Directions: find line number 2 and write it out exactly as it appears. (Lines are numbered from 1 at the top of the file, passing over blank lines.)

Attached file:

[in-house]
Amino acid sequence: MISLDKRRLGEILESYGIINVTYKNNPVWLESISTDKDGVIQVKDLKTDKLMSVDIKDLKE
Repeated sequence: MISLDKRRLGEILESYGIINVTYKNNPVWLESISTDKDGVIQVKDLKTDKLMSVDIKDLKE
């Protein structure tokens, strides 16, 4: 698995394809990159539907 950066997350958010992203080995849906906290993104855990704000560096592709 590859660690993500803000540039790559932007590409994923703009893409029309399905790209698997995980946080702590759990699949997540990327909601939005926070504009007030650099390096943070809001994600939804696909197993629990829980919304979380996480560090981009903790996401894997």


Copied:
Amino acid sequence: MISLDKRRLGEILESYGIINVTYKNNPVWLESISTDKDGVIQVKDLKTDKLMSVDIKDLKE